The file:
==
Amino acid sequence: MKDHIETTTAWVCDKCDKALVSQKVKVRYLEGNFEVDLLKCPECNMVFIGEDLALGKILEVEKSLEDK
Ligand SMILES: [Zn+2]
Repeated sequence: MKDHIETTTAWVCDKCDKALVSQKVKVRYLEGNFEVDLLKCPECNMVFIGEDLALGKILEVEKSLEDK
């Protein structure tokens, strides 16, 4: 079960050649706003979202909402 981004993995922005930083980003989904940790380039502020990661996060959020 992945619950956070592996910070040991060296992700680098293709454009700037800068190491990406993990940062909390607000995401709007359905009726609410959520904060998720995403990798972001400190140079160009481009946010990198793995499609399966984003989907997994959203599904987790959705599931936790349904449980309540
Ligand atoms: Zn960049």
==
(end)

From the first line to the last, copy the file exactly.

Amino acid sequence: MKDHIETTTAWVCDKCDKALVSQKVKVRYLEGNFEVDLLKCPECNMVFIGEDLALGKILEVEKSLEDK
Ligand SMILES: [Zn+2]
Repeated sequence: MKDHIETTTAWVCDKCDKALVSQKVKVRYLEGNFEVDLLKCPECNMVFIGEDLALGKILEVEKSLEDK
């Protein structure tokens, strides 16, 4: 079960050649706003979202909402 981004993995922005930083980003989904940790380039502020990661996060959020 992945619950956070592996910070040991060296992700680098293709454009700037800068190491990406993990940062909390607000995401709007359905009726609410959520904060998720995403990798972001400190140079160009481009946010990198793995499609399966984003989907997994959203599904987790959705599931936790349904449980309540
Ligand atoms: Zn960049």